Yup, that's pretty much what the BASCOM available for AVR offers - in fact, apart from Forth, I don't think there is an interpreted language available for AVR - they are all compilers. BASCOM actually looks good for beginners because the "dressed-up assembly" lets you do thinks like (not exactly but close to) "SET TIMER1 TO PERIOD 3ms" and you don't need to worry about CS01 or WGM21 bits and all that confusing nonsense - so it's a good entry point for folks who just want to do something quickly and dont' really care how (a lot of robot programmers fall into this category and you'll find AVR+BASCOM offered on a lot of robot engineering suppliers sites).

At the end of the day I guess there's an argument to say that C is actually the ultimate in "dressed-up assembly macros" which is probably why it's the obvious choice if you aren't going directly for ASM

Cliff

  • 1
  • 2
  • 3
  • 4
  • 5
Total votes: 0

Hmm, that BASCOM sounds interesting. I'll have to give it a try. Are you familiar with it?
Does it compile directly to Machine Language or will it spit out an ASM file that can be further tweaked if required?

Also, is that a liscenced commercial product or something a hack like me can use in the public domain?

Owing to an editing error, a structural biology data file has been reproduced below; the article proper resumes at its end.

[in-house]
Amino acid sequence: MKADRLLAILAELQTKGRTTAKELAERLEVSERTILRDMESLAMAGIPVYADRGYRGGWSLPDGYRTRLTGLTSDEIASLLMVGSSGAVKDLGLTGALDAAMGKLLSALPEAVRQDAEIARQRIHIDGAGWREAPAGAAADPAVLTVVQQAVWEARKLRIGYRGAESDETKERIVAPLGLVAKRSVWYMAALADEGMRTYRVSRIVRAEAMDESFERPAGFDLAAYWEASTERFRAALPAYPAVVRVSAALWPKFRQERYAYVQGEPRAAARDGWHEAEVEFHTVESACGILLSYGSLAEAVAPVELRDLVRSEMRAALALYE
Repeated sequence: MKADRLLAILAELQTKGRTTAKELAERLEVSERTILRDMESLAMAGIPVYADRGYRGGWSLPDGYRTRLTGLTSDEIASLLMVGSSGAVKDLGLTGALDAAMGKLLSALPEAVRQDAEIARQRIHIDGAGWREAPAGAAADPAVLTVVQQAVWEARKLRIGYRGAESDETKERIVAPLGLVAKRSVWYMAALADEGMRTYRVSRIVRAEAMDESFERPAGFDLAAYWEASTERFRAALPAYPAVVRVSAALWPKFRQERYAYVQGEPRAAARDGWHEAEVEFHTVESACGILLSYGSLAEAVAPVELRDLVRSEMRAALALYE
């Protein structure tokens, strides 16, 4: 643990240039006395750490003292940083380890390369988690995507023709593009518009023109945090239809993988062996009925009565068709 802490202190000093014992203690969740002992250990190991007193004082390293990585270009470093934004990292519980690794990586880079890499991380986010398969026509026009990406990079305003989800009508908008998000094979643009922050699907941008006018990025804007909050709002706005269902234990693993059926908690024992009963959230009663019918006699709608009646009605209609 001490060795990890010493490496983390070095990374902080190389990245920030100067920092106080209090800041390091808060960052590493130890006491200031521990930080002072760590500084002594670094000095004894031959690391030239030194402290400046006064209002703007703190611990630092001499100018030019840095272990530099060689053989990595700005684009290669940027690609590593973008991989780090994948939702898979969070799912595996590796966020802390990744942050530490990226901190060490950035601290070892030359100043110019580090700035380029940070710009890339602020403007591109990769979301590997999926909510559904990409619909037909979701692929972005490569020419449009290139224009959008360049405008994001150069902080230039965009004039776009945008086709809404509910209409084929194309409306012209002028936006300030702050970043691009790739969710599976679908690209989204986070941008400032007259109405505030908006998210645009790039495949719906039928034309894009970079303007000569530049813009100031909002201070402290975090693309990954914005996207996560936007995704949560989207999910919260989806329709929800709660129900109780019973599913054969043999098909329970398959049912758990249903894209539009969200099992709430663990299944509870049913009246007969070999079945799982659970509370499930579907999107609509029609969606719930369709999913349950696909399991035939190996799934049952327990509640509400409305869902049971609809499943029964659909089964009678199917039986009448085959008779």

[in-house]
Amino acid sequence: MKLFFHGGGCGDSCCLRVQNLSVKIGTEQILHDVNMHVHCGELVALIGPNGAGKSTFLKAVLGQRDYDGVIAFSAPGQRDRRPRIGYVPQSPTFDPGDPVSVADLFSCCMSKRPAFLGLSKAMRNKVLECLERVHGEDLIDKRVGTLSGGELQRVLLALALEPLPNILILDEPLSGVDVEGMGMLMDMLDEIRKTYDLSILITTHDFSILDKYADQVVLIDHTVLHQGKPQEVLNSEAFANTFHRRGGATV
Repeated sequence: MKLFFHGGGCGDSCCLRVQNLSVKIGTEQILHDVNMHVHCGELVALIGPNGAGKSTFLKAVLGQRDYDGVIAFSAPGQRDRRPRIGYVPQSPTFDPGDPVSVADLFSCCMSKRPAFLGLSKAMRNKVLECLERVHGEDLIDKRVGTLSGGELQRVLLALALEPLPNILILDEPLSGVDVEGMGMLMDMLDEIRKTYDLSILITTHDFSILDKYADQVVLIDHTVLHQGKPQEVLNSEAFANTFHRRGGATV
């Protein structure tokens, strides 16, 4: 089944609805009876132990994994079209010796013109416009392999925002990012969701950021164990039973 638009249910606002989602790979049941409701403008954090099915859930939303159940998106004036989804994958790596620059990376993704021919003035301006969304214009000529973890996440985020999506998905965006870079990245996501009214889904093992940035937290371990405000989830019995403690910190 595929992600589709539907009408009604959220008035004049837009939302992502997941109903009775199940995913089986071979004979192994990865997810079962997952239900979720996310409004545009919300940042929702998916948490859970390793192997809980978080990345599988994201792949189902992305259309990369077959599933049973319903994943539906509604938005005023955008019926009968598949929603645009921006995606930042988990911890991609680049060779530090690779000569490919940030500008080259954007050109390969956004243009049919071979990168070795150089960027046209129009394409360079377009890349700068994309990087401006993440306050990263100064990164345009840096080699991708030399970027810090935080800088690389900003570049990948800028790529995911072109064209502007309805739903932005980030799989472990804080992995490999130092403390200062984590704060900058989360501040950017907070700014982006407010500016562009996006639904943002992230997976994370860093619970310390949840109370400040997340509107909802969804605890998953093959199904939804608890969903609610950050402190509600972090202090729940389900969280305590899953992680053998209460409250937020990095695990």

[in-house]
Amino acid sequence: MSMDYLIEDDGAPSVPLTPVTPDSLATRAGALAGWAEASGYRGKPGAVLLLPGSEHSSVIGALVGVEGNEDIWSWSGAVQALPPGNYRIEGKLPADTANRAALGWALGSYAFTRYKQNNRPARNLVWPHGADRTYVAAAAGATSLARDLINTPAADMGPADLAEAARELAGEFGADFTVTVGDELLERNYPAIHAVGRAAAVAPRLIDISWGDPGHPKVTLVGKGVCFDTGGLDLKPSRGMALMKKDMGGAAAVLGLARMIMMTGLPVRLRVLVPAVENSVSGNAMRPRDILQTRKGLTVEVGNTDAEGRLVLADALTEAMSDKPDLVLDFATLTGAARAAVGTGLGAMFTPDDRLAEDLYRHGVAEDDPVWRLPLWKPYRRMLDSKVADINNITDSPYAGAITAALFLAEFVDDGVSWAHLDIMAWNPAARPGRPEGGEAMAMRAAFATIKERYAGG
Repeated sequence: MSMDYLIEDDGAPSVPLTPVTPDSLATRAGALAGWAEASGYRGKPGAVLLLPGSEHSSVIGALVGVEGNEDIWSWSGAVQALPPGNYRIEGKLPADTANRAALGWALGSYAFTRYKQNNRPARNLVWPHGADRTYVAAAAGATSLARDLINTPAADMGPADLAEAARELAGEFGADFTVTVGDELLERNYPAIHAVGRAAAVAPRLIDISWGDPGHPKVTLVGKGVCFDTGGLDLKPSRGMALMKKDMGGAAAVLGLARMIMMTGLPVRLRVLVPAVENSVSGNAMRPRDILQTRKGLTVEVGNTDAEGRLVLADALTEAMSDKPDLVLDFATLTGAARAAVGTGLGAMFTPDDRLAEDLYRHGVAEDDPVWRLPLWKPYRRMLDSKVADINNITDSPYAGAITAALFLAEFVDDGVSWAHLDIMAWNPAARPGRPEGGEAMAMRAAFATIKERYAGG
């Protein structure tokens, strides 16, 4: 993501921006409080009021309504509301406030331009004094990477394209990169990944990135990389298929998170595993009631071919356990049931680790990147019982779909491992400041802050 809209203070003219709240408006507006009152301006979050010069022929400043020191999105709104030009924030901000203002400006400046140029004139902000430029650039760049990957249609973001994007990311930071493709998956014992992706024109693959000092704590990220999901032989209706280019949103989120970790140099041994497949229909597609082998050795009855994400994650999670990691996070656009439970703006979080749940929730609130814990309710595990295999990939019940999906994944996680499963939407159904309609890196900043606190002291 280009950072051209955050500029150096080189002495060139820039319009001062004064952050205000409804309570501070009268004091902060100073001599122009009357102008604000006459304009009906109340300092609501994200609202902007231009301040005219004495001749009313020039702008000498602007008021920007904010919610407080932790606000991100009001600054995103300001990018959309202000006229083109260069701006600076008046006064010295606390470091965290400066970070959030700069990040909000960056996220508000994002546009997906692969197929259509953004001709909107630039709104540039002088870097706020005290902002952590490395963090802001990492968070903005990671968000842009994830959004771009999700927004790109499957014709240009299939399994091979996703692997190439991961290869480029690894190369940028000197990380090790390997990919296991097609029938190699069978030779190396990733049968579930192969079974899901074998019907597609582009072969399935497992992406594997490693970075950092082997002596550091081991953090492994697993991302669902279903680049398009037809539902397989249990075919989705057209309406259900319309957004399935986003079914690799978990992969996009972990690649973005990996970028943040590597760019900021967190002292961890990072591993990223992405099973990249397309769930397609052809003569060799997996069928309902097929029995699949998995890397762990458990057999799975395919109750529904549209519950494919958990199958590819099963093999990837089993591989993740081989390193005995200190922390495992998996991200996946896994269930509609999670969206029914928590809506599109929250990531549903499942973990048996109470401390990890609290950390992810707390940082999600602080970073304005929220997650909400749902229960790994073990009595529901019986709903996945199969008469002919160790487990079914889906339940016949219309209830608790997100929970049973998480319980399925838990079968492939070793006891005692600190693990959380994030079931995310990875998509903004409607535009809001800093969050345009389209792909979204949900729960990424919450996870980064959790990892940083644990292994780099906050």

Thank you very much for the info!

  • 1
  • 2
  • 3
  • 4
  • 5
Total votes: 0

Next time i'm keeping my mouth shut :). This has certainly escalated past a single passing reference in a private email!

I used to use BASCOM all the time, but havn't for quite a while. I'm sure I can be of some use to you if you ever need it, though. BASCOM spits out a HEX file directly which you can then edit/simulate/program in AVRStudio, or simulate/program inside the IDE itself (I like the BASCOM simulator, actually).

BASCOM is a commercial product, but the free version will compile up to 2Kb of machine code. There are no other restrictions placed on the demo version.

- Dean :twisted:

Make Atmel Studio better with my free extensions. Open source and feedback welcome!

  • 1
  • 2
  • 3
  • 4